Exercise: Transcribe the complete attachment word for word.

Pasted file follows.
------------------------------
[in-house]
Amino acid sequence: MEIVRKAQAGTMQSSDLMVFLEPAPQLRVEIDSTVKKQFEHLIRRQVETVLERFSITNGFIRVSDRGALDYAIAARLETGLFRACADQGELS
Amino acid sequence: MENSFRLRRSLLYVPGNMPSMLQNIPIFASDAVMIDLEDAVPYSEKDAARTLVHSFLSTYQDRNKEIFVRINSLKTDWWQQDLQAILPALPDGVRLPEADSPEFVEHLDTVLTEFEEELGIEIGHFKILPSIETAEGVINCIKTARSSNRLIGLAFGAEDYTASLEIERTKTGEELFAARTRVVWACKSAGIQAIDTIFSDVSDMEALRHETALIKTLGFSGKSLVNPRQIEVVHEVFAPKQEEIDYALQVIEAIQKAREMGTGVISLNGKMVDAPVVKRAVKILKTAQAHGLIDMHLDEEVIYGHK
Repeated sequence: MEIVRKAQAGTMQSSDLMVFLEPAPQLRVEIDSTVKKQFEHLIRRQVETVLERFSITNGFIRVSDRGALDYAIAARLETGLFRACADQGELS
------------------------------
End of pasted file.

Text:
[in-house]
Amino acid sequence: MEIVRKAQAGTMQSSDLMVFLEPAPQLRVEIDSTVKKQFEHLIRRQVETVLERFSITNGFIRVSDRGALDYAIAARLETGLFRACADQGELS
Amino acid sequence: MENSFRLRRSLLYVPGNMPSMLQNIPIFASDAVMIDLEDAVPYSEKDAARTLVHSFLSTYQDRNKEIFVRINSLKTDWWQQDLQAILPALPDGVRLPEADSPEFVEHLDTVLTEFEEELGIEIGHFKILPSIETAEGVINCIKTARSSNRLIGLAFGAEDYTASLEIERTKTGEELFAARTRVVWACKSAGIQAIDTIFSDVSDMEALRHETALIKTLGFSGKSLVNPRQIEVVHEVFAPKQEEIDYALQVIEAIQKAREMGTGVISLNGKMVDAPVVKRAVKILKTAQAHGLIDMHLDEEVIYGHK
Repeated sequence: MEIVRKAQAGTMQSSDLMVFLEPAPQLRVEIDSTVKKQFEHLIRRQVETVLERFSITNGFIRVSDRGALDYAIAARLETGLFRACADQGELS